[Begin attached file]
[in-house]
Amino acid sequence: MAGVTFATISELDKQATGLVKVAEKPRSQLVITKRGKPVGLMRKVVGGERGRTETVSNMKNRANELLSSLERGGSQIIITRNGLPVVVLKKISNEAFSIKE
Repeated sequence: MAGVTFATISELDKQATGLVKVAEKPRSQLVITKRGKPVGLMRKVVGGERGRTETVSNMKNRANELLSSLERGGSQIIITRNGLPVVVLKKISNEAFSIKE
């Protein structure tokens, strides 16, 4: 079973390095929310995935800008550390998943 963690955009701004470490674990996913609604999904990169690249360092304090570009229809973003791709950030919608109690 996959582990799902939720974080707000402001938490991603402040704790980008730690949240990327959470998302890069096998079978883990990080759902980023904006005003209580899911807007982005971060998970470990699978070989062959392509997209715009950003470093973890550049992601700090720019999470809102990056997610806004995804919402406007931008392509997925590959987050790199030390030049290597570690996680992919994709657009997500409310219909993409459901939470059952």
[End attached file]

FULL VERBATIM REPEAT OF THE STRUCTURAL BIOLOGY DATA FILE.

[in-house]
Amino acid sequence: MAGVTFATISELDKQATGLVKVAEKPRSQLVITKRGKPVGLMRKVVGGERGRTETVSNMKNRANELLSSLERGGSQIIITRNGLPVVVLKKISNEAFSIKE
Repeated sequence: MAGVTFATISELDKQATGLVKVAEKPRSQLVITKRGKPVGLMRKVVGGERGRTETVSNMKNRANELLSSLERGGSQIIITRNGLPVVVLKKISNEAFSIKE
């Protein structure tokens, strides 16, 4: 079973390095929310995935800008550390998943 963690955009701004470490674990996913609604999904990169690249360092304090570009229809973003791709950030919608109690 996959582990799902939720974080707000402001938490991603402040704790980008730690949240990327959470998302890069096998079978883990990080759902980023904006005003209580899911807007982005971060998970470990699978070989062959392509997209715009950003470093973890550049992601700090720019999470809102990056997610806004995804919402406007931008392509997925590959987050790199030390030049290597570690996680992919994709657009997500409310219909993409459901939470059952």